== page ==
- A persistent organochlorine insecticide, also known as dichlorodiphenyltrichloroethane, that was introduced in the 1940s and used widely because of its persistence (meaning repeated applications were unnecessary), its low toxicity to mammals and its simplicity and cheapness of manufacture. It became dispersed all over the world and, with other organochlorines, had a disruptive effect on species high in food chains, especially on the breeding success of certain predatory birds. DDT is very stable, relatively insoluble in water, but highly soluble in fats. Health effects on humans are not clear, but it is less toxic than related compounds. It is poisonous to other vertebrates, especially fish, and is stored in the fatty tissue of animals as sublethal amounts of the less toxic DDE. Because of its effects on wildlife its use in most countries is now forbidden or strictly limited.
|Abstract from DBPedia||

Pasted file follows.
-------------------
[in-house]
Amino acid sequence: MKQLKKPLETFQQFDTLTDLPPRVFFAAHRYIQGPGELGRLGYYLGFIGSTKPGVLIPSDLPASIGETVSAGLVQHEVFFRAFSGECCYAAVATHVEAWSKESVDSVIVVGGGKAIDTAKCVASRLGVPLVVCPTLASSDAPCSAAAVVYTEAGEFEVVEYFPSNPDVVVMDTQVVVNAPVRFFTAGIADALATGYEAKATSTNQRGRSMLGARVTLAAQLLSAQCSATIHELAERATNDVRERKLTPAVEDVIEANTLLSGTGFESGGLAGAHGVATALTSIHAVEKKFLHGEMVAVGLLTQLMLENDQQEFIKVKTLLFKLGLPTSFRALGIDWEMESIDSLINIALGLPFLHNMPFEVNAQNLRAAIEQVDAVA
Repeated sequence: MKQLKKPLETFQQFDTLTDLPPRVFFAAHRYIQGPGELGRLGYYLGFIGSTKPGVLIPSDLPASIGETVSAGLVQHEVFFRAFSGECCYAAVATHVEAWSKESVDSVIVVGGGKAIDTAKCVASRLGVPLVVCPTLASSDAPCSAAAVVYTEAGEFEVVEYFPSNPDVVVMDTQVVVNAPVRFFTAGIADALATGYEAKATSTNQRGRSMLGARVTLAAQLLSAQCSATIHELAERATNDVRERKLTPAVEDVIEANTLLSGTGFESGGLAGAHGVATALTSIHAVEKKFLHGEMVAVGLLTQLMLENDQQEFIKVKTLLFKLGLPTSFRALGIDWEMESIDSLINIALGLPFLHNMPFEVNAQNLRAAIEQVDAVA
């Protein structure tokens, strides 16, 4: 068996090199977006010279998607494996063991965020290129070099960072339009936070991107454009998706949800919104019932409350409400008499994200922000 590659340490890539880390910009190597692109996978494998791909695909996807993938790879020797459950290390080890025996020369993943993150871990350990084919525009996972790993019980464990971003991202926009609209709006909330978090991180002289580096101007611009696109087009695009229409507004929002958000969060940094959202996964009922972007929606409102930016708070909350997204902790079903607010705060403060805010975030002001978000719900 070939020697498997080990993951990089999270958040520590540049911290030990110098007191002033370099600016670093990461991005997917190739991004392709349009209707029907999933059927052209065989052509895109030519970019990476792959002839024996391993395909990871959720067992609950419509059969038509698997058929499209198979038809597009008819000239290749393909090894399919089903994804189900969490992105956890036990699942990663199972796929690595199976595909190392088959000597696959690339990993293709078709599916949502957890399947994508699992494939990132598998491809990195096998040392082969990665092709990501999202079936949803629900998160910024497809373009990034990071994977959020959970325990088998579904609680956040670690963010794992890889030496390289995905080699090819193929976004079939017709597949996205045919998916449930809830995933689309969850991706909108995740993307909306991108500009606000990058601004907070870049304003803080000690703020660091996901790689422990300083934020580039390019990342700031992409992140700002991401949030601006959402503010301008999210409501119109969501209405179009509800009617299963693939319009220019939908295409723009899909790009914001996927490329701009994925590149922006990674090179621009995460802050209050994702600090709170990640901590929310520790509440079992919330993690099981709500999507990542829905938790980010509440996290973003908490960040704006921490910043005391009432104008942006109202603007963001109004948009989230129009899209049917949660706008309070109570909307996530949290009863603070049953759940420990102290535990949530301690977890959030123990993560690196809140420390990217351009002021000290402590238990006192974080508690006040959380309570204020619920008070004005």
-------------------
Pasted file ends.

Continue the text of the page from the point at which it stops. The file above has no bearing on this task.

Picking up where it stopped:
Dichlorodiphenyltrichloroethane, commonly known as DDT, is a colorless, tasteless, and almost odorless crystalline chemical compound, an organochloride. Originally developed as an insecticide, it became infamous for its environmental impacts. DDT was first synthesized in 1874 by the Austrian chemist Othmar Zeidler. DDT's insecticidal action was discovered by the Swiss chemist Paul Hermann Müller in 1939. DDT was used in the second half of World War II to limit the spread of the insect-borne diseases malaria and typhus among civilians and troops. Müller was awarded the Nobel Prize in Physiology or Medicine in 1948 "for his discovery of the high efficiency of DDT as a contact poison against several arthropods". By October 1945, DDT was available for public sale in the United States. Although it was promoted by government and industry for use as an agricultural and household pesticide, there were also concerns about its use from the beginning. Opposition to DDT was focused by the 1962 publication of Rachel Carson's book Silent Spring. It talked about environmental impacts that correlated with the widespread use of DDT in agriculture in the United States, and it questioned the logic of broadcasting potentially dangerous chemicals into the environment with little prior investigation of their environmental and health effects. The book cited claims that DDT and other pesticides caused cancer and that their agricultural use was a threat to wildlife, particularly birds. Although Carson never directly called for an outright ban on the use of DDT, its publication was a seminal event for the environmental movement and resulted in a large public outcry that eventually led, in 1972, to a ban on DDT's agricultural use in the United States. A worldwide ban on agricultural use was formalized under the Stockholm Convention on Persistent Organic Pollutants which has been in effect since 2004. DDT still has limited use in disease vector control because of its effectiveness in killing mosquitos and thus reducing malarial infections, but that use is controversial due to environmental and health concerns. Along with the passage of the Endangered Species Act, the United States ban on DDT is a major factor in the comeback of the bald eagle (the national bird of the United States) and the peregrine falcon from near-extinction in the contiguous United States.